Anchoring in Tight Locations

Tight Anchoring Locations – Put Faith In Your Sarca Anchor

After extensive testing in all situations, the Sarca anchor was found to set within 1 metre. The result – when you are anchoring in tight locations you don’t have to drift back far on your anchor to test the set.

When you have limited area in which to anchor, the super-high holding power of the Sarca anchor means you will need less scope – an advantage in keeping away from other swinging boats.

A recent comment from a newly converted Sarca user:

From “Cruise News” – Island Cruising Association Newsletter Nov 2008

“….Anchoring was a problem last year. Our aging plow had seen better days and was starting to rust, a bit unsightly but not damaging. The fact that we dragged three times last year could however, have been. We were just lucky. Now dragging your anchor doesn’t just have a physical effect, it also has a psychological one. Every time you put it down you are thinking “is it going to hold” and every time the wind gets up in the middle of the night any chance of a good night’s sleep goes out the window.

We had talked to a number of cruisers last year about different anchors but we kept coming back to one in particular. Our friends aboard Spindrift never dragged, even in the same areas we were anchoring in: they had a Sarca. We went and saw Sarca when we got back last year and it turns out the chap that designed it was an Aussie engineer. The drag and set data they showed us was good and with the positive experience we already had we decided to buy one. Best anchoring decision, ever….. our choice was a Sarca.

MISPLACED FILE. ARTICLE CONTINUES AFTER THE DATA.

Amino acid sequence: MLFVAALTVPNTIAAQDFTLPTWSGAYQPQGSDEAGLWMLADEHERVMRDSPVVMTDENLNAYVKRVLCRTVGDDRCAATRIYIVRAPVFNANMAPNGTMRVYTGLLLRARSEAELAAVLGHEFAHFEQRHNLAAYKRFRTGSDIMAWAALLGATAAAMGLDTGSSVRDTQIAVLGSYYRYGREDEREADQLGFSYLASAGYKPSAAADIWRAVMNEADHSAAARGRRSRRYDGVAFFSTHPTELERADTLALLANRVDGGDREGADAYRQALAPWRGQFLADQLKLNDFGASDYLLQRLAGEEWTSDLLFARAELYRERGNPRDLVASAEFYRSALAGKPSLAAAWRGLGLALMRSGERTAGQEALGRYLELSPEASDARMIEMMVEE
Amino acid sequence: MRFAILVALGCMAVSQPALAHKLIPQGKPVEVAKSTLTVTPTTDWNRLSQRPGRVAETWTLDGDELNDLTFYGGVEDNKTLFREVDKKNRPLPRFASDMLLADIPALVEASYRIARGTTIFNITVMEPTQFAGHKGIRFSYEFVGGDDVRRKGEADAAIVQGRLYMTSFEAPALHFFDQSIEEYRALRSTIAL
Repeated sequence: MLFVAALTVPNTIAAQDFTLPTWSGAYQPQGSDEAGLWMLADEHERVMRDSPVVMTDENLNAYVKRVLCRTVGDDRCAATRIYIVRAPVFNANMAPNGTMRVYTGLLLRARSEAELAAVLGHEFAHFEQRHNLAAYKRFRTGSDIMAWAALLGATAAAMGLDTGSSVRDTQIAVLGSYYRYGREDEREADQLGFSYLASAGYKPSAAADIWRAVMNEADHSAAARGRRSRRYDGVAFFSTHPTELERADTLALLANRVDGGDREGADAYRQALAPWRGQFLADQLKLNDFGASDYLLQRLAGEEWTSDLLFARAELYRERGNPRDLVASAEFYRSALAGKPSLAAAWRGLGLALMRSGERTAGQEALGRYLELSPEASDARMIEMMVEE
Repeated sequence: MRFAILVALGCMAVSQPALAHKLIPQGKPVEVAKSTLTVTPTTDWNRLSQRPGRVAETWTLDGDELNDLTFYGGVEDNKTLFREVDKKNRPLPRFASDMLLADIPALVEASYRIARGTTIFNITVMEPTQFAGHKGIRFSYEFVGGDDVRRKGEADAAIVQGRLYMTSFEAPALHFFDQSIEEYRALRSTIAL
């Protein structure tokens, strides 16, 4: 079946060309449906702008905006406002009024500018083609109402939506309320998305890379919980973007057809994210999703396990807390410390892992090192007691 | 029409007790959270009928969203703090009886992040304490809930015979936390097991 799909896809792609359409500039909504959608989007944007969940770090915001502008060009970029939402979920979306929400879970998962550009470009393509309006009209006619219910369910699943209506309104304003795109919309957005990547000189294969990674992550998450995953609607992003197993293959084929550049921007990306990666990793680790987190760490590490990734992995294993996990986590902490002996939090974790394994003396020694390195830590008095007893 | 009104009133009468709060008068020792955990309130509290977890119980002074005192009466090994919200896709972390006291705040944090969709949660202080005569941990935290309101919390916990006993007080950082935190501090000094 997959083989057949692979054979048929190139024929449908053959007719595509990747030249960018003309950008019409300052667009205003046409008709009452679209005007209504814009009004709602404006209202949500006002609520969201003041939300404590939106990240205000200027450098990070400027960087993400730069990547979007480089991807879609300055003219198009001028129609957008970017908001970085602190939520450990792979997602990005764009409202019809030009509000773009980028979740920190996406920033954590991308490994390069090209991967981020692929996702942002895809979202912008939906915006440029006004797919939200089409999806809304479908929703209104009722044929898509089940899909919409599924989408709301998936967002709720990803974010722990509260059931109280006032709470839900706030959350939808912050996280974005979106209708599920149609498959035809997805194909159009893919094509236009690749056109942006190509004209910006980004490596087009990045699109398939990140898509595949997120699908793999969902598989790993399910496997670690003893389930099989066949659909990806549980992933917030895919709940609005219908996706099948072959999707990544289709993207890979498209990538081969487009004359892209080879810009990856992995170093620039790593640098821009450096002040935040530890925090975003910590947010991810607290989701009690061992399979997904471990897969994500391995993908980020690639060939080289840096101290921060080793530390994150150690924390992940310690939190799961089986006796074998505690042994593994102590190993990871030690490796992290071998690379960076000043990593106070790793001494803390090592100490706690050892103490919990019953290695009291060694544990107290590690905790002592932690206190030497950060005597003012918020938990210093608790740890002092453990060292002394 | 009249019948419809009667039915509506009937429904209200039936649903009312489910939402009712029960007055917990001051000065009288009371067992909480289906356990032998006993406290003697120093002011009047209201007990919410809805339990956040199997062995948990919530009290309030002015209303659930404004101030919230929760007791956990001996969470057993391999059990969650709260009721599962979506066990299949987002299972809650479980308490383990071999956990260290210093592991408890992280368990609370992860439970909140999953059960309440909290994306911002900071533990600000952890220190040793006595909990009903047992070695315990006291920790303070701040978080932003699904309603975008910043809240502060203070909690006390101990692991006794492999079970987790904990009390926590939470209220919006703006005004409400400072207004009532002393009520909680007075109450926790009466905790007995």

This year we have anchored in mud, soft sand, hard packed sand, coral, shingle and rock. We have been anchored in some extreme weather conditions too. We never moved. The anchor, once properly set, held tight in all conditions. Diving on the anchor, which in most instances we did, the anchor had set in less than its length.

We even tried setting it intentionally to windward and letting the boat fall of to lie to the wind (emulating a 180 deg wind shift), even in 30 knots with the boat moving at an alarming pace the anchor simply turned in its set position and dug in deeper. Ann said the wheel nearly spun out of her hands the set was so sharp.”

Jim and Anne Miller , Island Cruising Assn.

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